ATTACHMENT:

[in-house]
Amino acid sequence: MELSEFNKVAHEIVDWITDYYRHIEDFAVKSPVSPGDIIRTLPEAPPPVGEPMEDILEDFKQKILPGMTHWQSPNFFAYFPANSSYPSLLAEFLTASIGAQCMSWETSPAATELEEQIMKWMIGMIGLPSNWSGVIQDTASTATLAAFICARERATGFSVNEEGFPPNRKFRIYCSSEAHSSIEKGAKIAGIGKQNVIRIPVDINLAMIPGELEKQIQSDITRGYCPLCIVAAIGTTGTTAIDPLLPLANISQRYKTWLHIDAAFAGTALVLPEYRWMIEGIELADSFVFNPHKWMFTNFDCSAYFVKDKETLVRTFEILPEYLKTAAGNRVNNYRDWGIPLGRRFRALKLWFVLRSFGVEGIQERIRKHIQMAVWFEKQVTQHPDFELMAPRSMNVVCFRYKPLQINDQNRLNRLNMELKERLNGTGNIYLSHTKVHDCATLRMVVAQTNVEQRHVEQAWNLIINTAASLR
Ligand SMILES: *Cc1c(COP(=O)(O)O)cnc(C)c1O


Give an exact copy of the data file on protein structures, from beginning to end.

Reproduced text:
[in-house]
Amino acid sequence: MELSEFNKVAHEIVDWITDYYRHIEDFAVKSPVSPGDIIRTLPEAPPPVGEPMEDILEDFKQKILPGMTHWQSPNFFAYFPANSSYPSLLAEFLTASIGAQCMSWETSPAATELEEQIMKWMIGMIGLPSNWSGVIQDTASTATLAAFICARERATGFSVNEEGFPPNRKFRIYCSSEAHSSIEKGAKIAGIGKQNVIRIPVDINLAMIPGELEKQIQSDITRGYCPLCIVAAIGTTGTTAIDPLLPLANISQRYKTWLHIDAAFAGTALVLPEYRWMIEGIELADSFVFNPHKWMFTNFDCSAYFVKDKETLVRTFEILPEYLKTAAGNRVNNYRDWGIPLGRRFRALKLWFVLRSFGVEGIQERIRKHIQMAVWFEKQVTQHPDFELMAPRSMNVVCFRYKPLQINDQNRLNRLNMELKERLNGTGNIYLSHTKVHDCATLRMVVAQTNVEQRHVEQAWNLIINTAASLR
Ligand SMILES: *Cc1c(COP(=O)(O)O)cnc(C)c1O